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Pharmacy Interventions to Improve Generic Over-the-Counter Drug Knowledge and Use

Grant Winners

  • Nisaratana Sangasubana, Ph.D. – College of Pharmacy
  • Jose Calderon, M.D. – College of Pharmacy
  • Goar Alvarez, Pharm.D. – College of Pharmacy
  • Nancy Borja, Pharm.D. – College of Pharmacy
  • Patrick Hardigan, Ph.D. – College of Osteopathic Medicine
  • Silvia Rabionet, Ed.D. – College of Pharmacy


  • Andres Malave, Ph.D. – College of Pharmacy
  • Anthony Silvagni, D.O. – College of Osteopathic Medicine


Award Winners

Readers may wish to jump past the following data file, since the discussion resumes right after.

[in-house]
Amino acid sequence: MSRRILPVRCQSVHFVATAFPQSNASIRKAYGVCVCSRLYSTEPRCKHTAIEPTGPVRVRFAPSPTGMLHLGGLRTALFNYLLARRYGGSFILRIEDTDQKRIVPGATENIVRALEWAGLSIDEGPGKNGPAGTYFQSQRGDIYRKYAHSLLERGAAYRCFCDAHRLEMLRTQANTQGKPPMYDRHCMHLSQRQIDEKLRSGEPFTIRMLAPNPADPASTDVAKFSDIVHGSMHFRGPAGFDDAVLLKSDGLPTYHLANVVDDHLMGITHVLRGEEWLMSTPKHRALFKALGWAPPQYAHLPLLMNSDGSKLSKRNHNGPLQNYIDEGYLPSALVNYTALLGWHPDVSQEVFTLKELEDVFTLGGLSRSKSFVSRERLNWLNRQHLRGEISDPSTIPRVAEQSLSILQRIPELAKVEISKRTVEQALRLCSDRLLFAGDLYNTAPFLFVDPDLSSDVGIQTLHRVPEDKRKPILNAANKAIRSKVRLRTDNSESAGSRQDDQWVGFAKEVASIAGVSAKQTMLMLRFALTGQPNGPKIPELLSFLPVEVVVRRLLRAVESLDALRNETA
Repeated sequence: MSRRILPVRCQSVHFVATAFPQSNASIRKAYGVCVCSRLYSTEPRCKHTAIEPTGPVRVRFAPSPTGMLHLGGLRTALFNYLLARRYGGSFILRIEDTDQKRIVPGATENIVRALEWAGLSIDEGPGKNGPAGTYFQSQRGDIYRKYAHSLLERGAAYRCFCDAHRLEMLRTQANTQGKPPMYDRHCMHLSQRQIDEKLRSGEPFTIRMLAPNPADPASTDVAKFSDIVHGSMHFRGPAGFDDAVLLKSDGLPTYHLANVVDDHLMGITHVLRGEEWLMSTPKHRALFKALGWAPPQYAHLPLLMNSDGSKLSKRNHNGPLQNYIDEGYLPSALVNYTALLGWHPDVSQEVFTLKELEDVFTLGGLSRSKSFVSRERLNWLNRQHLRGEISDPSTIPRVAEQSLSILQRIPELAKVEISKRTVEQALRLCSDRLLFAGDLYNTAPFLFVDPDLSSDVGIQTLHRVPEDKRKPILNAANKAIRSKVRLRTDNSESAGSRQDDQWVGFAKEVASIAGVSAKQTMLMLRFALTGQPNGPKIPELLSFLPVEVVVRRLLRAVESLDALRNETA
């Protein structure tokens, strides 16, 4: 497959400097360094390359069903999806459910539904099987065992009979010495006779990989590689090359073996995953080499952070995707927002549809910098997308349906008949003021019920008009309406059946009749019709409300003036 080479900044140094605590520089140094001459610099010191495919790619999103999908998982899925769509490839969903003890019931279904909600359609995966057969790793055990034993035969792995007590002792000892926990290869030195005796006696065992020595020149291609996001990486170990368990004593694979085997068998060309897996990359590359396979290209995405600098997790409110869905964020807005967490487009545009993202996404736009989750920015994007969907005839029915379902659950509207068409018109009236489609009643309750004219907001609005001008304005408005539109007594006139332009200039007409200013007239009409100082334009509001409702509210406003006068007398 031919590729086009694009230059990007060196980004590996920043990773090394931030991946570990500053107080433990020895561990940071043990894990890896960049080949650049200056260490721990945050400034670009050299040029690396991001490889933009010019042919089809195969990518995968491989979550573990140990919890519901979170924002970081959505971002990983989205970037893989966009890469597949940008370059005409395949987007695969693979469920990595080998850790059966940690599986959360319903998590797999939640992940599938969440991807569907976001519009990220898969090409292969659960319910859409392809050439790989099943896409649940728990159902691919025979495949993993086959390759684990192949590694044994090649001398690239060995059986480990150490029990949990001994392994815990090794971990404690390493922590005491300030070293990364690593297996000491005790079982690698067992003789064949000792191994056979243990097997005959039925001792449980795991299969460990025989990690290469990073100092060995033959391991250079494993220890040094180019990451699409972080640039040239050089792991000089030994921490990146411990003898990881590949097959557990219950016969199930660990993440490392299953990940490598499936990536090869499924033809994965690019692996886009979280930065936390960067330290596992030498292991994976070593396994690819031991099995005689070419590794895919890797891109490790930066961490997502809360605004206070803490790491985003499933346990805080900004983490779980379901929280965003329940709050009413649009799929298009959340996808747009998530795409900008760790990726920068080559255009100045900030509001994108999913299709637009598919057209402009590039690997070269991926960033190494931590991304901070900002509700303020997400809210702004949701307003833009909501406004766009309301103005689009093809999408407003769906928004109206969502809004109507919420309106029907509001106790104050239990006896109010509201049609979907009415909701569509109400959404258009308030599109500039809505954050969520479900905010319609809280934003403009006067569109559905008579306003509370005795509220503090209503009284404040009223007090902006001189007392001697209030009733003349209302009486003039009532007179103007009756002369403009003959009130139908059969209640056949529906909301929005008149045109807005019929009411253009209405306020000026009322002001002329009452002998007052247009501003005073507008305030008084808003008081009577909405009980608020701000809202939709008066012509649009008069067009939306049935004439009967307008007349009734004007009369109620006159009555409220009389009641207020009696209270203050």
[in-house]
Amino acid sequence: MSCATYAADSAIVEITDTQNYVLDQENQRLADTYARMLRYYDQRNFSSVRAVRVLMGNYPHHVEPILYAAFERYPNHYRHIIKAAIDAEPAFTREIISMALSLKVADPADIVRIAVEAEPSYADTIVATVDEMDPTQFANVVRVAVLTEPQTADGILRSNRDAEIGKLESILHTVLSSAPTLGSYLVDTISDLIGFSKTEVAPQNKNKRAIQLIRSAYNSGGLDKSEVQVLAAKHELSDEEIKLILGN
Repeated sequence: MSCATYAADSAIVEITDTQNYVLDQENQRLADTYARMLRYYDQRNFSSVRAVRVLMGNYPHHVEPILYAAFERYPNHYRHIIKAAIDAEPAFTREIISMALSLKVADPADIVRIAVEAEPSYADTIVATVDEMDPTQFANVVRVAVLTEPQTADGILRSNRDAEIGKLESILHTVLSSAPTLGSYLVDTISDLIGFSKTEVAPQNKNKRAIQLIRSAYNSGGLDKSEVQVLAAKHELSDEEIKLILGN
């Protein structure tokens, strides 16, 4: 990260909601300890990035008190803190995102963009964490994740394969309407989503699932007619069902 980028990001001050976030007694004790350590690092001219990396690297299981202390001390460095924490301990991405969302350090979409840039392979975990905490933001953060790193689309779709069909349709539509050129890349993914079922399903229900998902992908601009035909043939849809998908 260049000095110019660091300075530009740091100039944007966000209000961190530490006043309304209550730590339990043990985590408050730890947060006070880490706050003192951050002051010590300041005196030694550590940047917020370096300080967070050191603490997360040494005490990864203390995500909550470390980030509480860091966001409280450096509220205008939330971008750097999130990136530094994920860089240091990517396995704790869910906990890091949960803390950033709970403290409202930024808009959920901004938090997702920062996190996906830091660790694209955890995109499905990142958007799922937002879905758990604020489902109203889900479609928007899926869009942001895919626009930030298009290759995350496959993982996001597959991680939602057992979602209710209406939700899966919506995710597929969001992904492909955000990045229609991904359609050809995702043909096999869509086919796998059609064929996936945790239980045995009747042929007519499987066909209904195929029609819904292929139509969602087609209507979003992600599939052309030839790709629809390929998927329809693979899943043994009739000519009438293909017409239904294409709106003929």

The generic Over-the-Counter (OTC) industry is growing due to increased pressure for health care cost containment. A generic OTC is any nonprescription drug that contains the same active ingredients as the brand name or nationally advertised drug but is cheaper. Given the greater use and wider availability of generic OTCs, there is a need to better understand how consumers' perceptions of generic versus branded OTCs influence their purchase decisions. This understanding is important for improving OTC package labeling and developing strategies to correct public misconceptions of generic OTCs. Pharmacists can also become an important source of OTC advice due to their knowledge, availability and accessibility. This study will employ a randomized controlled trial to test the efficacy of two pharmacy-centered educational interventions on consumers' generic and branded OTC literacy: (1) a 15-minute pharmacist-patient consultation; and (2) an OTC pamphlet adapting consumer information on generic drugs from the U.S. Food & Drug Administration' (FDA) website. A sample of 189 subjects will be recruited from Nova Southeastern (NSU) Clinic Pharmacy. A test-retest method will be used to measure the efficacy of the interventions at baseline (before and immediately after the interventions), and by phone two weeks after baseline. It is hypothesized that patients receiving a face-to-face pharmacist consultation on generic OTCs would have greater post-intervention objective knowledge, higher behavioral intent to use, and higher actual use of generic OTCs. Factors associated with generic and branded OTC use will also be determined. Furthermore, this study will lay the groundwork for the conceptualization and operationalization of consumers' OTC literacy by developing psychometrically sound measures of generic and branded OTC literacy (i.e., knowledge, experiences, beliefs, perceptions and behaviors). Constructs from the Health Belief Model and Self-Efficacy Theory will be used to guide the design of study interventions and measures.

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